For the majority of people, contracts are not a fun thing to deal with in life. For most of us, they’re just small print.
Therein, however, is the danger. Many people entering into a contract find themselves in a difficult situation when a problem arises, such as one party not fulfilling their end of the deal or where there is some other dispute. If the issue is not dealt with in the contract, or not expressed to be in your favour, then you may be in a weak position with no recourse.
This situation can be particularly common in domestic building contracts. In their enthusiasm to have their renovation started, or their new house built, people often skim the details of the contract with the builder and are left in a vulnerable position if a dispute or disagreement emerges.
This article will look at the essentials of domestic (rather than commercial) building contracts in NSW and Queensland, where Felicio Law Firm has a proud track record advising clients over many years on what they need to know before putting pen to paper on this type of contract.
Essential things to know about building contracts
Unlike the old days, relevant statutory organisations such as Fair Trading NSW now provide ‘model’ plain English contracts which make it easier for consumers to access guidance on what a building contract should and should not include.
In any building contract, some key things to take note of include:
- That the contract is written in clear English; states the names and addresses of the parties to the contract; includes the builder’s current registration and/or licence number.
- The contract sets out all the terms relating to the building, including detailed descriptions of the work to be carried out, plans, specifications and any other relevant documents.
- That special requirements and finishes used in the building are set out and specified. Ideally, fixtures and fittings are also detailed in the contract, including their costs, as ‘prime cost’ items. If their nature and price are not yet known, they should be included as ‘provisional sum’ items.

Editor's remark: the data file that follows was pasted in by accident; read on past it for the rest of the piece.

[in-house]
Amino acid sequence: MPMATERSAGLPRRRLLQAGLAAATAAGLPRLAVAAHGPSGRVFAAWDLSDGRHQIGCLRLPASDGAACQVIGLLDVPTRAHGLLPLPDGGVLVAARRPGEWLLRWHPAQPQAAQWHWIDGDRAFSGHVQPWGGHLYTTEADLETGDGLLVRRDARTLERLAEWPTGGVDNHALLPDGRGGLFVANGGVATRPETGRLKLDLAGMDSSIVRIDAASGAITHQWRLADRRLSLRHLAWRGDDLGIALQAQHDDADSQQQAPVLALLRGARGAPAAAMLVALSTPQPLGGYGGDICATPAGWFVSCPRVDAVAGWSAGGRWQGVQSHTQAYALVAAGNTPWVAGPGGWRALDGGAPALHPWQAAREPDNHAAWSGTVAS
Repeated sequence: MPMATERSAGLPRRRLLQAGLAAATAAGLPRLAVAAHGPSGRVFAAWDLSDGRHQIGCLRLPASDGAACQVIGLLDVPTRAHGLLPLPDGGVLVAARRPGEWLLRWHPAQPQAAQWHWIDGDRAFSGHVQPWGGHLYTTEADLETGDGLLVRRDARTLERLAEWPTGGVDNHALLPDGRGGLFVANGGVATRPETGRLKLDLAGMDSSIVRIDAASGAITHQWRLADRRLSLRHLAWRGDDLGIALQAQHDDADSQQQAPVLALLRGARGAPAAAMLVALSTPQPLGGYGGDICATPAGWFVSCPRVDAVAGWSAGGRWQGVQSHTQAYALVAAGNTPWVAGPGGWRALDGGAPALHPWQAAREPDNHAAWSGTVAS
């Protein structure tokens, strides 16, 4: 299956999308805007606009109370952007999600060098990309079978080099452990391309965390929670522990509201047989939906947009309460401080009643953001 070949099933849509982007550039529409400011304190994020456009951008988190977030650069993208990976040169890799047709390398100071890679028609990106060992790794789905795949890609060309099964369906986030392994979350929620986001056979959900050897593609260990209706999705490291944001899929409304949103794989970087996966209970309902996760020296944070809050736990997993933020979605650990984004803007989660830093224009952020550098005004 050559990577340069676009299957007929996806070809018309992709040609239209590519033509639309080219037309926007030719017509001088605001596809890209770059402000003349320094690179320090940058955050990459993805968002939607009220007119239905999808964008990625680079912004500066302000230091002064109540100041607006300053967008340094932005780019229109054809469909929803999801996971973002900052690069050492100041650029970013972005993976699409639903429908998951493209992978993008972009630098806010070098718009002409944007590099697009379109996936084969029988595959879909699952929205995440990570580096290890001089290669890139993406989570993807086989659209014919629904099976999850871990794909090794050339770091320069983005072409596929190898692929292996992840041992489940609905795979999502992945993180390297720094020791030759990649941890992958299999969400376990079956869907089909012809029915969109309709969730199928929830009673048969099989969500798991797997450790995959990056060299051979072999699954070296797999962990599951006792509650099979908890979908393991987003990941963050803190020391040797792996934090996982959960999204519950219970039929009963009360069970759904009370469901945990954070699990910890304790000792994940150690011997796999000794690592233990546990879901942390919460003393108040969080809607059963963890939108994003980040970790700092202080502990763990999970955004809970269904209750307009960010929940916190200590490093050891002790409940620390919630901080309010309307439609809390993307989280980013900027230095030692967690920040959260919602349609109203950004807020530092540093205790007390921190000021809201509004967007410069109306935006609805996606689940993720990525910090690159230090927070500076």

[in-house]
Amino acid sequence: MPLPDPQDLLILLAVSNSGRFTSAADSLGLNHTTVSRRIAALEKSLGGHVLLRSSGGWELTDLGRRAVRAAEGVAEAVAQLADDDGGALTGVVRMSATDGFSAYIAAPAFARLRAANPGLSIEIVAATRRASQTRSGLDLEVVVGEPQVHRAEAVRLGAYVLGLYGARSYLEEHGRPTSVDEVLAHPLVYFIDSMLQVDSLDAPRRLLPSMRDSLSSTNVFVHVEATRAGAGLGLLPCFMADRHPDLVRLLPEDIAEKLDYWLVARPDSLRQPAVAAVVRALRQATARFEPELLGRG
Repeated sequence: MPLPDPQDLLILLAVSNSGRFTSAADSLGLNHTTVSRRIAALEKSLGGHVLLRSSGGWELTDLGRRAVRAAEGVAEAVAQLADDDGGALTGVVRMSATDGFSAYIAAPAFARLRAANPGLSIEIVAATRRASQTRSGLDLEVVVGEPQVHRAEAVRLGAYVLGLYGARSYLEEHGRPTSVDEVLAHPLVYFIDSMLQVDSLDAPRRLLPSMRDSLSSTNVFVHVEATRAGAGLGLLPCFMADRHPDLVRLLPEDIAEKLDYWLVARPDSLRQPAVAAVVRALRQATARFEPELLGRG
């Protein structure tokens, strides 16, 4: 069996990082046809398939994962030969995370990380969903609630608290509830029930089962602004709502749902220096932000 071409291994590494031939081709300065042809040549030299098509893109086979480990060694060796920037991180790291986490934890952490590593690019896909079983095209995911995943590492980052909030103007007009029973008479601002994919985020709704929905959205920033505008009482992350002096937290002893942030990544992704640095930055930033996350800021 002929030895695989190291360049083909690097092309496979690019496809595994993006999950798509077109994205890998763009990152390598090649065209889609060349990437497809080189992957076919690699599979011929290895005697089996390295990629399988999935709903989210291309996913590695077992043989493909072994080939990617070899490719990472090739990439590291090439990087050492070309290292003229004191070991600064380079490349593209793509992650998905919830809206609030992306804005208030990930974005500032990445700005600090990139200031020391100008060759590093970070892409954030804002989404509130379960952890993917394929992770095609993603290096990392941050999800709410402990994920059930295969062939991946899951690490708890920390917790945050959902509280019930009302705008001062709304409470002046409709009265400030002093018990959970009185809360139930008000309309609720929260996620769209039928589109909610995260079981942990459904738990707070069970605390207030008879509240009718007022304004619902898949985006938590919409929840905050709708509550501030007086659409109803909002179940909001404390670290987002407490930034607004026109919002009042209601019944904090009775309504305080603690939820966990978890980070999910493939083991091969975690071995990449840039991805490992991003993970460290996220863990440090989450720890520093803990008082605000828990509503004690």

- States the total price for the works, including the amount of the deposit and any schedule of progress payments (including ensuring progress payments relate to work completed and not time on the job).
- That the date on which the contract becomes effective is stated, as well as a clause about the cooling-off period. It should also include state a start and a finish date for the work, with allowances for delays.
- A section defining words and key phrases used in the document.
- Details on any implied warranties, including their duration.
NSW building contracts
In NSW contracts relating to residential building are governed by the Home Building Act 1989, whether you’re building a new home, or altering or renovating an existing one.
Any such project valued at more than $5000 requires a contract. Even for building projects valued under that amount, you should consider a contract or written agreement.
Building projects valued between $5000-$20,000 can be covered by a ‘small jobs’ contract. These contracts contain most of the points covered above, including the details of both parties; the contractor’s licence number; detailed descriptions of the work, including plans and specifications; and a contract price, if known.